19. Telegram From the Department of State to the Embassy in Indonesia0

2246. Your 2402.1 You may reply to Subandrio along following lines:

U.S. is gratified by atmosphere of friendship trust and confidence which has become progressively more characteristic of U.S. Indonesian relations during recent years and will seek to maintain this atmosphere. U.S. and Indonesia not only have no basic conflicts, as Subandrio has stated, but share same basic objectives. History U.S.–Indo relations bear testimony U.S. desires for Indonesia what Indonesians desire for themselves, to build strong, prosperous, democratic, unified, and independent state.
U.S. recognizes Indonesia’s need for arms and military equipment to maintain internal security and has demonstrated since 1950 its willingness to assist in meeting this need. Arms were supplied under the Constabulary Agreement of August 19502 and were provided for in the Cochran–Subardjo Agreement3 which unfortunately did not come to fruition. Since 1950 some 400 Indonesian Officers have been trained in U.S. Service Schools and this program is continuing at increased levels in the current fiscal year. Military equipment for internal security purposes has been and is currently being supplied to the Civil Police under ICA Police Training Program.
List of Indonesian military requirements submitted late July 19574 represents hundreds of millions of dollars worth of equipment, and price and availability study list this size and complexity takes normally from four to six months. Agreements for sales of military equipment in such quantities are both technically complex and politically sensitive and cannot be concluded rapidly.
U.S. has been reluctant take emergency action comply with more recent informal urgent requests for arms. This reluctance does not stem from any change in U.S. policy towards Indonesia nor represent a departure from basic U.S. policy of preparedness make available arms to maintain internal security and safeguard Indonesian independence.
U.S. has been constrained by uncertainties arising from serious civil and military differences within Indonesia and by fear that at this time supply of arms might jeopardize rather than enhance chances for peaceful resolution current internal difficulties and might encourage younger less responsible elements resort to violence. Further, while recognizing long-standing need for modernizing Indonesian military establishment, immediate action to remedy this situation did not appear essential element in reaching solution current pressing problems.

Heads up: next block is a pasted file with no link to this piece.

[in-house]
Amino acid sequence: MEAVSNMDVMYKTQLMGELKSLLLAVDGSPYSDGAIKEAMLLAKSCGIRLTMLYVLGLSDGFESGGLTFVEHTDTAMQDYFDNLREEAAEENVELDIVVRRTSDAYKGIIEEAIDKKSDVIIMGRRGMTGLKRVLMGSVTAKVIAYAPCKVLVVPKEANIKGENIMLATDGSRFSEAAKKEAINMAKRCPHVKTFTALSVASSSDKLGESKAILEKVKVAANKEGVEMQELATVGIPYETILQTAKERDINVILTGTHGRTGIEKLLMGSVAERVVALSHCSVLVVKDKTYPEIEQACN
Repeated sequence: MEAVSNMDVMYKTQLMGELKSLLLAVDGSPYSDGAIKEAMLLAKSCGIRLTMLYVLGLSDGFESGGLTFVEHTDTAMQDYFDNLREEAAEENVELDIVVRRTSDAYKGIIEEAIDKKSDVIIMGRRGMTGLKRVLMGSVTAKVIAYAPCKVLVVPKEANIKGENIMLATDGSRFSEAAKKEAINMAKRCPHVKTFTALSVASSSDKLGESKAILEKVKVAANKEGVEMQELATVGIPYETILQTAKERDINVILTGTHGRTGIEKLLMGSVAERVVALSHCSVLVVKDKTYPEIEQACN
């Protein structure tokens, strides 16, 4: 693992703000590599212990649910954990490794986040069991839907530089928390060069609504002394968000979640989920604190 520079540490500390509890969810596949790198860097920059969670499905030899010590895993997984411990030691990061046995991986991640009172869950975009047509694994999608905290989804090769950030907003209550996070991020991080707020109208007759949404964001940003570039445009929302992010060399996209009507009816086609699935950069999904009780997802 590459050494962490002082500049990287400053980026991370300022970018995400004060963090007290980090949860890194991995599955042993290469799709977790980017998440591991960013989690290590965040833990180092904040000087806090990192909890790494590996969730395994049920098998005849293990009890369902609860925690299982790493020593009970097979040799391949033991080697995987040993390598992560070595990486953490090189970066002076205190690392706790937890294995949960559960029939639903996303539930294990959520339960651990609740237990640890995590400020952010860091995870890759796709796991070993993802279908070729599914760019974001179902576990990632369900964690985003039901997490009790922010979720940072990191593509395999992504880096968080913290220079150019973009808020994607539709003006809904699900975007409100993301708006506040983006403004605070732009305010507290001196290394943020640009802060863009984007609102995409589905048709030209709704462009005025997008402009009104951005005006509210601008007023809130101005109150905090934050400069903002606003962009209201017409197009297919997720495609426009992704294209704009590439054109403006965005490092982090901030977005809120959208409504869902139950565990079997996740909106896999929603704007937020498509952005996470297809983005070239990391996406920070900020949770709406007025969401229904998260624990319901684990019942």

Price and availability study on list Indonesian requirement continues and Indo Govt will be informed when completed. U.S. does not intend to engage in competition with Soviet bloc to supply arms to Indonesia. Choice of sources of arms and military equipment is matter of vital long-range political strategic and military importance which Indonesia will decide in terms its own national self interest. U.S. would hope that this decision would be reached only after careful and sober consideration.
  1. Source: Department of State, Central Files, 756D.56/2–458. Secret; Priority; Limit Distribution. Drafted by Francis Underhill, cleared with Murphy, and approved by Walter Robertson.
  2. Telegram 2402, February 4, reported on a discussion between Subandrio and Chargé Cottrell about obtaining U.S. arms for Indonesia. (Ibid.) See Supplement.
  3. For text of this agreement, concluded on August 15, 1950, see 2 UST 1619.
  4. For documentation on this abortive agreement, by which the United States sought to conclude a military assistance agreement with Indonesia under the terms of the Mutual Security Act, see Foreign Relations, 1951, vol. VI, Part 1, pp. 729 ff. and ibid., 1952–1954, vol. XII, Part 2, pp. 245 ff. H. Merle Cochran served as American Ambassador in Indonesia December 1949–February 1953; Achmad Subardjo was the Indonesian Foreign Minister.
  5. The Indonesian list was given to the Embassy on an informal basis on July 23 and transmitted to the Department under despatch 42 from Djakarta, July 25, 1957. (Department of State, Central Files, 756D.56/7–2557)